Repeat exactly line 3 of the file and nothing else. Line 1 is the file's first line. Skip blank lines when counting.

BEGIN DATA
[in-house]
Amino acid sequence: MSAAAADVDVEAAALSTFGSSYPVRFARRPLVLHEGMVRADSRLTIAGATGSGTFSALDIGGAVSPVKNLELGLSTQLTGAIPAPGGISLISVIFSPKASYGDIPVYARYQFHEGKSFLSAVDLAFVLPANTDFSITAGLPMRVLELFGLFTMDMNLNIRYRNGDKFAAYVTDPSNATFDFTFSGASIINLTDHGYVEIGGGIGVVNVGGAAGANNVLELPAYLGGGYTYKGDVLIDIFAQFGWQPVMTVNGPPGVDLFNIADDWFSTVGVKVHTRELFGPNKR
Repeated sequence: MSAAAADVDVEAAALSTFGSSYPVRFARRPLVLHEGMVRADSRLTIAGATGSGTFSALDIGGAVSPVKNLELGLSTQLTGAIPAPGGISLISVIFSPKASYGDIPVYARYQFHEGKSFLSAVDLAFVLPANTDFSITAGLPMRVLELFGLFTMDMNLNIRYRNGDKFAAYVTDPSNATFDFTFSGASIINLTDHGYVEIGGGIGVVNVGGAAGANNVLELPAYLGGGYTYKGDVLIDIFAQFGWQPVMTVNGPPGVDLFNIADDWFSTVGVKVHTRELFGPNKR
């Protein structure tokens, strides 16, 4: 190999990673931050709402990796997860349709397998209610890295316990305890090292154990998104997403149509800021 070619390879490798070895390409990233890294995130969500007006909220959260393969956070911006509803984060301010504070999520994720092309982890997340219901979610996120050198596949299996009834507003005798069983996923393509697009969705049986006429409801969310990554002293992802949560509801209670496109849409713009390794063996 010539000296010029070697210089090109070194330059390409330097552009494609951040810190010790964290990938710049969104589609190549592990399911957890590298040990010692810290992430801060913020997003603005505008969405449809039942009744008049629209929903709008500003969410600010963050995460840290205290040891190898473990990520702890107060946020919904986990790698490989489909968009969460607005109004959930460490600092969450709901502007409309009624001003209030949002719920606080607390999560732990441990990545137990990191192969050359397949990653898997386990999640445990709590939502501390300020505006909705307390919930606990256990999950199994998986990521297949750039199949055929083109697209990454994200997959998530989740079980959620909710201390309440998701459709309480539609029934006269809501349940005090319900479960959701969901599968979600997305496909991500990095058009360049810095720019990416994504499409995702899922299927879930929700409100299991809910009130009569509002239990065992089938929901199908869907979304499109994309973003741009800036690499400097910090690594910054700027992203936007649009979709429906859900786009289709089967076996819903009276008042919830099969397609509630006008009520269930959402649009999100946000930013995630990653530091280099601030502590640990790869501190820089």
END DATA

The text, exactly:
Repeated sequence: MSAAAADVDVEAAALSTFGSSYPVRFARRPLVLHEGMVRADSRLTIAGATGSGTFSALDIGGAVSPVKNLELGLSTQLTGAIPAPGGISLISVIFSPKASYGDIPVYARYQFHEGKSFLSAVDLAFVLPANTDFSITAGLPMRVLELFGLFTMDMNLNIRYRNGDKFAAYVTDPSNATFDFTFSGASIINLTDHGYVEIGGGIGVVNVGGAAGANNVLELPAYLGGGYTYKGDVLIDIFAQFGWQPVMTVNGPPGVDLFNIADDWFSTVGVKVHTRELFGPNKR